Olson, M. E., J. A. Rosell, C. León, S. Zamora, A. Weeks, L. O. Alvarado-Cárdenas, N. I. Cacho, and J. Grant. 2013. Convergent vessel diameter-stem diameter scaling across five clades of New- and Old- World eudicots from desert to rain forest. International Journal of Plant Sciences 174: 1062–1078.
In the flurry of exploration of the early 1800s, botanists often named interesting variants as new species, not necessarily because they were convinced that they are real species, but to flag them as worthy of further study. Such seems to be the case of a taxon called Moringa sylvestris.
In 1826, in the Memoirs of the Wernerian Natural History Society, Scottish physician and talented natural historian Francis Buchanan-Hamilton scoffed at the descriptions of what we now call Moringa oleifera by Linneaus and others. In the late 1700s and early 1800s, there were so many new plants being discovered and described, often from such fragmentary material, that it was often hard to know to what plant a given name applied. Buchanan-Hamilton got so exasperated with the errors of previous authors -- like Linneaus's mistaking Moringa for a legume, and misinterpretations of the staminodes of Moringa as damaged anthers -- that he regarded all previous moringa names, including M. oleifera, as so ambiguous as to be useless. To provide what he saw as order to the situation, he described two taxa, M. domestica and M. sylvestris. Neither names are used today, and both are regarded as M. oleifera.
But he did succeed in highlighting an intriguing situation. First, his "Moringa sylvestris" is morphologically distinctive- with its uniformly pale seeds with spongy seed coats, it's unlike the usual domestic M. oleifera, which has dark seed bodies and thin seed coats. It is more like the putatively wild M. oleiferas from Punjab, and from what we heard people in Punjab and Uttarakhand refer to as "inedible" moringa. You can see the pale seeds on the specimen below.
Even more intriguingly, Buchanan-Hamilton notes (p. 369) "I have... seen two kinds of this tree, one growing near villages, and the other in woods," the former being his M. domestica and the latter M. sylvestris, and the area being that around Patna, in the central northern Indian state of Bihar. Seeming to corroborate the idea of wild moringas in the area, almost a century later, Henry Haselfoot Haines, in his generally excellent Flora of Bihar and Orissa notes that Moringa oleifera is found wild "along riversides" in the lower valleys of the Sameshwar Hills (in Part I, from 1925), which are in Bihar about 200 km northwest of Patna, and that it grows "Wild in the valleys of the Ramnagar [Sameshwar] Hills, along river beds !" (in Part III, from 1922). The exclamation point isn't because he was astonished; it's a botanical convention that means that the author saw something for himself, usually a given herbarium specimen, but in this case living plants.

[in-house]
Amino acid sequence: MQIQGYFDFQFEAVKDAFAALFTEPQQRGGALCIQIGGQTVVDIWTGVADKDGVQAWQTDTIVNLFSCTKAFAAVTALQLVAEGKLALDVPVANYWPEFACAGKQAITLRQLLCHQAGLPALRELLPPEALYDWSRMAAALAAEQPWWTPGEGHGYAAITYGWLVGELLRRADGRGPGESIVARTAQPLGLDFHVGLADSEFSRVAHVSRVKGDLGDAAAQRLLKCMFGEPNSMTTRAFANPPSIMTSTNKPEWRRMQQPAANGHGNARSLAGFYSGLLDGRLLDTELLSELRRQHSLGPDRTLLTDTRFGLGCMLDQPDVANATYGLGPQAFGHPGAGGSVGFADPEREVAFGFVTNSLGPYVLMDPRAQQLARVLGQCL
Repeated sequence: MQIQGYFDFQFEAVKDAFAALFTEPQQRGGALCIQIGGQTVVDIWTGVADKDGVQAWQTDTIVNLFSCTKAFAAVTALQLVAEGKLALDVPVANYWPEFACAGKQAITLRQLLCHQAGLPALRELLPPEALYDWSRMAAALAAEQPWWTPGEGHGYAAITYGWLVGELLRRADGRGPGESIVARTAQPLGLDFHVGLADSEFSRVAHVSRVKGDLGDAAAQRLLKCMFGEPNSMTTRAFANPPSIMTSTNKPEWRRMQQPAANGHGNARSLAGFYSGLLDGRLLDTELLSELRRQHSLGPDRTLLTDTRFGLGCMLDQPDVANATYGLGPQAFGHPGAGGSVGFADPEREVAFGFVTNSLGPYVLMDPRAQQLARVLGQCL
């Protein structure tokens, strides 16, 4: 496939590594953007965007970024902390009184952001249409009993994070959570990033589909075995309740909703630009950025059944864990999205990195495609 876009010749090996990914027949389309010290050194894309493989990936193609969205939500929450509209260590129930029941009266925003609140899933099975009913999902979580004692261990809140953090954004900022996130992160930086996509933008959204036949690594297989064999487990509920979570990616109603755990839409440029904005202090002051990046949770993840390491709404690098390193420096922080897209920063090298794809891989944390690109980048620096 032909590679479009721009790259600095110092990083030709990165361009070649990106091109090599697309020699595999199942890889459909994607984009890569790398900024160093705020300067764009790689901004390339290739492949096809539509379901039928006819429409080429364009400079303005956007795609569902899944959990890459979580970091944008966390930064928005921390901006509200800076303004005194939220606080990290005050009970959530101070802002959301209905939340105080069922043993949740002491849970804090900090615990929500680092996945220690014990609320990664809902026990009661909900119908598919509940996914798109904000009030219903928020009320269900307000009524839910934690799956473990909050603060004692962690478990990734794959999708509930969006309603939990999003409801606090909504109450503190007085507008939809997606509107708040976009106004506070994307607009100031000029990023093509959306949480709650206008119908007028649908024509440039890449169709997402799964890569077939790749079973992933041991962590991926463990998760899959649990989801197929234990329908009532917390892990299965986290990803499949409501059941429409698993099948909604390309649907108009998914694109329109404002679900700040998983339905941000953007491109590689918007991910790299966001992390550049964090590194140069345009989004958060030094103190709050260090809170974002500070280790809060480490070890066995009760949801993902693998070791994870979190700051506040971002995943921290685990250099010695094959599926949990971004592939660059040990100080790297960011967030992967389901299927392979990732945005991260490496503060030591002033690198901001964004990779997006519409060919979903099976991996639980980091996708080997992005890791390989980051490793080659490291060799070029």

It is for these reasons that, after Punjab, Bihar has had the reputation of being special as far as moringa is concerned. From the Buchanan-Hamilton specimens, it does seem that there is an interesting morphological variant in the area (his "M. sylvestris") that seems not unlike the putatively wild plants from Punjab, and from his report as well as that of Haines, it seems that there might even be wild plants in Bihar. The Sameshwar Hills, moreover, are part of the great Shivalik range, on whose low slopes is where the wild moringas of Punjab are found, making it seem possible that wild M. oleifera might reach this far east. The rainfall -- 1500 to 2000 mm -- seemed awfully high for any moringa species, but in botanical exploration there is no alternative- you need to go and have a look.
So, with this in mind, we hopped on a plane from Delhi to Patna, and we weren't disappointed.